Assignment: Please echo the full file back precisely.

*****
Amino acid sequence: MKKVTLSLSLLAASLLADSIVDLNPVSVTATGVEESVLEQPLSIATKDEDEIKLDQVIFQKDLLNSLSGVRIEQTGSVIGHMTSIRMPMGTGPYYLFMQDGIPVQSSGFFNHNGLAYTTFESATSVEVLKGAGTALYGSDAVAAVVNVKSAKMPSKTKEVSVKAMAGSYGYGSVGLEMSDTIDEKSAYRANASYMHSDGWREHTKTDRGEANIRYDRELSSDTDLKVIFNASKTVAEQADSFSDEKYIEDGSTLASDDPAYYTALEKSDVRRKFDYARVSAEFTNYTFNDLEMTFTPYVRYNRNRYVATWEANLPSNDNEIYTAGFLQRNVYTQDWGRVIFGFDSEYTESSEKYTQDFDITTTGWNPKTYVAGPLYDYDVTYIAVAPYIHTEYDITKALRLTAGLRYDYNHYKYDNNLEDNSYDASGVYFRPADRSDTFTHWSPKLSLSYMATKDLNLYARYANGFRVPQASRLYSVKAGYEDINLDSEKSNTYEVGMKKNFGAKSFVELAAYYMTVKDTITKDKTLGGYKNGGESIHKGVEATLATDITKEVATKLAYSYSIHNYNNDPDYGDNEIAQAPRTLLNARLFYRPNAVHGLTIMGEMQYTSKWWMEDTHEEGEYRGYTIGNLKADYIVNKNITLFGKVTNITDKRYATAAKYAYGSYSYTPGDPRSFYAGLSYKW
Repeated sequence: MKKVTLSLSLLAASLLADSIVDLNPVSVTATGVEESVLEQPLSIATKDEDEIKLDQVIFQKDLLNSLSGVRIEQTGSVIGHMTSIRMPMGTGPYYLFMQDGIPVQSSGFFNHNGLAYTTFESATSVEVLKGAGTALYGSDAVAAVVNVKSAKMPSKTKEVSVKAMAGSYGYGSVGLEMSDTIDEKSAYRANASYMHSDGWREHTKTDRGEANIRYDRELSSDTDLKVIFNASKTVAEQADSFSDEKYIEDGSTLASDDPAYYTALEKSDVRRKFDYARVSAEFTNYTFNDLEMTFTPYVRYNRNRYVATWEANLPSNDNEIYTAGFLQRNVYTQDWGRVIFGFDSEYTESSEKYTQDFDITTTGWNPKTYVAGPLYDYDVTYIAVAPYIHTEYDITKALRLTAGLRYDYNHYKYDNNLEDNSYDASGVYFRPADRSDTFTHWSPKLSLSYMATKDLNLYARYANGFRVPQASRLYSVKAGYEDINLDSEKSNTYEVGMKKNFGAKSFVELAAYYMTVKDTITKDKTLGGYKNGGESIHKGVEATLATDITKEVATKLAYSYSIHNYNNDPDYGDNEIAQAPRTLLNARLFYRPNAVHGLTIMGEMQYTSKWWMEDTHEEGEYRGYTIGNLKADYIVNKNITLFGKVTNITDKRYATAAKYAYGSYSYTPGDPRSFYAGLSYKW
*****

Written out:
Amino acid sequence: MKKVTLSLSLLAASLLADSIVDLNPVSVTATGVEESVLEQPLSIATKDEDEIKLDQVIFQKDLLNSLSGVRIEQTGSVIGHMTSIRMPMGTGPYYLFMQDGIPVQSSGFFNHNGLAYTTFESATSVEVLKGAGTALYGSDAVAAVVNVKSAKMPSKTKEVSVKAMAGSYGYGSVGLEMSDTIDEKSAYRANASYMHSDGWREHTKTDRGEANIRYDRELSSDTDLKVIFNASKTVAEQADSFSDEKYIEDGSTLASDDPAYYTALEKSDVRRKFDYARVSAEFTNYTFNDLEMTFTPYVRYNRNRYVATWEANLPSNDNEIYTAGFLQRNVYTQDWGRVIFGFDSEYTESSEKYTQDFDITTTGWNPKTYVAGPLYDYDVTYIAVAPYIHTEYDITKALRLTAGLRYDYNHYKYDNNLEDNSYDASGVYFRPADRSDTFTHWSPKLSLSYMATKDLNLYARYANGFRVPQASRLYSVKAGYEDINLDSEKSNTYEVGMKKNFGAKSFVELAAYYMTVKDTITKDKTLGGYKNGGESIHKGVEATLATDITKEVATKLAYSYSIHNYNNDPDYGDNEIAQAPRTLLNARLFYRPNAVHGLTIMGEMQYTSKWWMEDTHEEGEYRGYTIGNLKADYIVNKNITLFGKVTNITDKRYATAAKYAYGSYSYTPGDPRSFYAGLSYKW
Repeated sequence: MKKVTLSLSLLAASLLADSIVDLNPVSVTATGVEESVLEQPLSIATKDEDEIKLDQVIFQKDLLNSLSGVRIEQTGSVIGHMTSIRMPMGTGPYYLFMQDGIPVQSSGFFNHNGLAYTTFESATSVEVLKGAGTALYGSDAVAAVVNVKSAKMPSKTKEVSVKAMAGSYGYGSVGLEMSDTIDEKSAYRANASYMHSDGWREHTKTDRGEANIRYDRELSSDTDLKVIFNASKTVAEQADSFSDEKYIEDGSTLASDDPAYYTALEKSDVRRKFDYARVSAEFTNYTFNDLEMTFTPYVRYNRNRYVATWEANLPSNDNEIYTAGFLQRNVYTQDWGRVIFGFDSEYTESSEKYTQDFDITTTGWNPKTYVAGPLYDYDVTYIAVAPYIHTEYDITKALRLTAGLRYDYNHYKYDNNLEDNSYDASGVYFRPADRSDTFTHWSPKLSLSYMATKDLNLYARYANGFRVPQASRLYSVKAGYEDINLDSEKSNTYEVGMKKNFGAKSFVELAAYYMTVKDTITKDKTLGGYKNGGESIHKGVEATLATDITKEVATKLAYSYSIHNYNNDPDYGDNEIAQAPRTLLNARLFYRPNAVHGLTIMGEMQYTSKWWMEDTHEEGEYRGYTIGNLKADYIVNKNITLFGKVTNITDKRYATAAKYAYGSYSYTPGDPRSFYAGLSYKW